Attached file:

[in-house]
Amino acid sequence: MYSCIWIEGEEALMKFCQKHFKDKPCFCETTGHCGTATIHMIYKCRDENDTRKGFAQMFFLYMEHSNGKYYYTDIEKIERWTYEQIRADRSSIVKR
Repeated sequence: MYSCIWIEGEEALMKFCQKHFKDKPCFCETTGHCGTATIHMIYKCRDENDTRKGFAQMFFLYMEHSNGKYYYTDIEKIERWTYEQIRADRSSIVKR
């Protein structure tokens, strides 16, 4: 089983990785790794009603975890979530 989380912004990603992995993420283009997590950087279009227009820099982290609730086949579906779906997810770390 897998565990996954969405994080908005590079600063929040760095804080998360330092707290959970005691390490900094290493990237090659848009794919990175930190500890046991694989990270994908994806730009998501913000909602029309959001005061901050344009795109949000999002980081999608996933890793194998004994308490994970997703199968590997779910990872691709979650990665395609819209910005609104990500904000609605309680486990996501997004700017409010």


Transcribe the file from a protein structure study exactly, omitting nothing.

[in-house]
Amino acid sequence: MYSCIWIEGEEALMKFCQKHFKDKPCFCETTGHCGTATIHMIYKCRDENDTRKGFAQMFFLYMEHSNGKYYYTDIEKIERWTYEQIRADRSSIVKR
Repeated sequence: MYSCIWIEGEEALMKFCQKHFKDKPCFCETTGHCGTATIHMIYKCRDENDTRKGFAQMFFLYMEHSNGKYYYTDIEKIERWTYEQIRADRSSIVKR
């Protein structure tokens, strides 16, 4: 089983990785790794009603975890979530 989380912004990603992995993420283009997590950087279009227009820099982290609730086949579906779906997810770390 897998565990996954969405994080908005590079600063929040760095804080998360330092707290959970005691390490900094290493990237090659848009794919990175930190500890046991694989990270994908994806730009998501913000909602029309959001005061901050344009795109949000999002980081999608996933890793194998004994308490994970997703199968590997779910990872691709979650990665395609819209910005609104990500904000609605309680486990996501997004700017409010």